Going back to your hometown always ends up being a whirlwind of emotions. After all, there’s a multitude of reasons as to why you left, right? And, regardless of the motivations behind your departure, retracing your footsteps back to the place you once called “home” is always rough. Somehow, going back during the holiday season is even more puzzling, it adds another level of complexity to an already hard experience. It probably has to do with whatever is in the air during this time: the festive atmosphere, the countless family gatherings to take a look at the “prodigal child”, and the homesickness that consumes your bones.
What Kind of (Home)sick Are You?
- experiencing a longing for one’s home during a period of absence from it.
By trying to find a universal definition, society often overlooks those whose experience of homesickness deviates from its accepted interpretation.
Despite the general consensus, feeling homesick cannot be captured by one flimsy definition. In reality, much like most emotions, its meaning is too entangled with each person’s unique life and personal experiences that have shaped the term, as such it is not possible to come up with an exhaustive and universal denotation. In practice, we have settled for a one-line-long interpretation to put in our vocabulary. As a result, feeling homesick is typically associated with warm feelings, nostalgic thoughts, and a deep, timeless longing for the comfort of your home.
But is there more than a “one-fits-all” option?
By trying to find a universal definition, society often overlooks those whose experience of homesickness deviates from its accepted interpretation. Therefore, the term can be identified and stripped to its linguistic core: being “sick of home”, instead of yearning for it.
Imagine going back to the house where you grew up, surrounded by the familiar faces and routines, and feeling like an impostor: trapped, confused, and hopeless, as you’re forced to dust off an old suit that hasn’t been worn in a long time. And as discomfort and guilt flood your veins, you mourn the version of yourself that was hesitating to cross the threshold of your childhood home while there was still the chance to turn around and leave. Now, when you look back at the definition at the beginning of this article, it doesn’t really make sense, does it? Yet, this is one of the many realities that come with feeling homesick.
Despite society’s best efforts to dissolve the taboo trailing after words such as “mental health” and “trauma”, nothing much has been done to overcome the traditional idea that we must feel a positive emotional attachment to our hometown. Yet, the guilt and shame that accompany those who relate to the non-conventional version of feeling homesick are usually too great to be openly talked about over coffee or a drink, even with the closest of friends.
However, not everybody seems to shy away from awkward and sensitive topics. Namely, American singer Noah Kahan seems to scream “I am here, I see you, I’ve been exactly where you are”.
A Little about Noah
Noah Kahan, who is currently enchanting audiences across Europe on his “Stick Season” tour, is a singer and songwriter from Vermont, New England. Despite having been part of the music scene for almost a decade, his fanbase doubled in size thanks to his presence on social media.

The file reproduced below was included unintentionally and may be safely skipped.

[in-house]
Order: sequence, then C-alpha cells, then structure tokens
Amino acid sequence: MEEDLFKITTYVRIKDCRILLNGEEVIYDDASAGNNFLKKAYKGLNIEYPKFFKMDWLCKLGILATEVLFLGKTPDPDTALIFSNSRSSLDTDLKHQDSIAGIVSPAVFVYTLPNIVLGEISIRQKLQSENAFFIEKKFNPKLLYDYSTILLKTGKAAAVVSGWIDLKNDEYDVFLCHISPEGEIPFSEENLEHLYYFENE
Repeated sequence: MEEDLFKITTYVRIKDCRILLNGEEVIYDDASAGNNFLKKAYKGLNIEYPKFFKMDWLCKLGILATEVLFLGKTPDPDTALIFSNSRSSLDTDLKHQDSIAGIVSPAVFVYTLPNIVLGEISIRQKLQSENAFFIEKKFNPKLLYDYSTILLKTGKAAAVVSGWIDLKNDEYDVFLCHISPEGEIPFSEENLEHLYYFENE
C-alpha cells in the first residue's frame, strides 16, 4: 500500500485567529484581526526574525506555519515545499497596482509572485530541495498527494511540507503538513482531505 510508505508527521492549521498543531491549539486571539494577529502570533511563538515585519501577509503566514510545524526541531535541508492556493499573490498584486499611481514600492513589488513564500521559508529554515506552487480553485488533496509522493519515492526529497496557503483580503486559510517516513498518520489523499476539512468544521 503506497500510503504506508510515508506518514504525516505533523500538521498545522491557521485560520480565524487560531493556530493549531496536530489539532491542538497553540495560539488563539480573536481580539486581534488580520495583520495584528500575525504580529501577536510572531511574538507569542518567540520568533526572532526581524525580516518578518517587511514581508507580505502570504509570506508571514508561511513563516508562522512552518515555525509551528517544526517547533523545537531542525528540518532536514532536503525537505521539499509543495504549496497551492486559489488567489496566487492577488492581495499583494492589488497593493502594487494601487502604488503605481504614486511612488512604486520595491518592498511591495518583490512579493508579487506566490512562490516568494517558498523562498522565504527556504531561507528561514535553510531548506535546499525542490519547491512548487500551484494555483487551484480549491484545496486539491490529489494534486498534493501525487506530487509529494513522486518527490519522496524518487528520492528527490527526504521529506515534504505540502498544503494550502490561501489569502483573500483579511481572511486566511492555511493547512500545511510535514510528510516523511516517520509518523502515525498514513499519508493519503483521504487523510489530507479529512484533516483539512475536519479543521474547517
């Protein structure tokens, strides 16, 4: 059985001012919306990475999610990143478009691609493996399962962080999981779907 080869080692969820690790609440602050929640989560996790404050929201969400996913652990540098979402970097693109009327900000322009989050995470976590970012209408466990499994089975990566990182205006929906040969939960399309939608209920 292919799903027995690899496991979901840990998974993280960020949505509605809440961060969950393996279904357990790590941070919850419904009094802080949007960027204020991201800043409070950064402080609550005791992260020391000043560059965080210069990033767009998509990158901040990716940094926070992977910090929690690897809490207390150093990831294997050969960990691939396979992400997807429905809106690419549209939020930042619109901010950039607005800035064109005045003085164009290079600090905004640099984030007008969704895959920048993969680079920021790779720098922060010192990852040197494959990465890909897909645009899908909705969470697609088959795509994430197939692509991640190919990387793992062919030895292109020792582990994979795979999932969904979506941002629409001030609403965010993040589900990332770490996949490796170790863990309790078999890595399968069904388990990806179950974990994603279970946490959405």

The thing that sets him apart from other artists – for those of you who haven’t had the pleasure of stumbling upon his gut-wrenching music and charming personality – is his commitment to sharing his lifelong battle with mental illness by advocating through his music.
The artist’s latest album, “Stick Season (We’ll All Be Here Forever)”, deals with an incredible variety of topics with its 21 tracks and “sweater weather” ambiance. More specifically, it shines an interesting light on the themes of nostalgia and homesickness.
Homesickness in Noah’s Music
In the song “Homesick”, Noah plays on the double meaning of the word. He shamelessly exposes the reality behind the dilemma of choosing whether to stay or leave your hometown, alongside the haunting consequences and “what-ifs” that both choices bear with them. Unsurprisingly, this isn’t the only song that carefully treads on the bittersweet and conflicting emotions that taint one’s notion of “going back home”.
On the other side of the spectrum, the song “Halloween” explores a moment in the singer’s life in which “home” was a person, instead of a place. However, now that this person is no longer present in his life, all that he’s left with is the desperate need to relieve the ache of feeling homesick and the bitter realization that this longing will haunt him, even as he attempts to run from it and move on (or away, if we follow the “home” metaphor).
These contradictory versions of homesickness seem to reach their peak in “The View Between Villages”. The singer is hit by an overwhelming epiphany as he drives back to his hometown for the holidays, mirrored in both the lyrics and by the increasing tempo of the music. The memories of the life he used to have in his village before moving away unfold in front of his eyes as he drives back to his hometown: his childhood, the losses he experienced, the months leading to his farewell, and the evolution that his persona underwent while being away. He ends with an acknowledgment of the presence of this inner turmoil and everything stills.
As the holiday season approaches, you may find yourself feeling an uncomfortable mix of emotions. You may consider some of these emotions inappropriate if they do not fall into the classic happy nostalgic association of homesickness, however, you are not alone. And if you ever feel like you are, maybe try to give Noah Kahan’s music a listen on your way back to your hometown.
Edited by: Ashley Young
Cover: LifeofPix/Naomi Dupont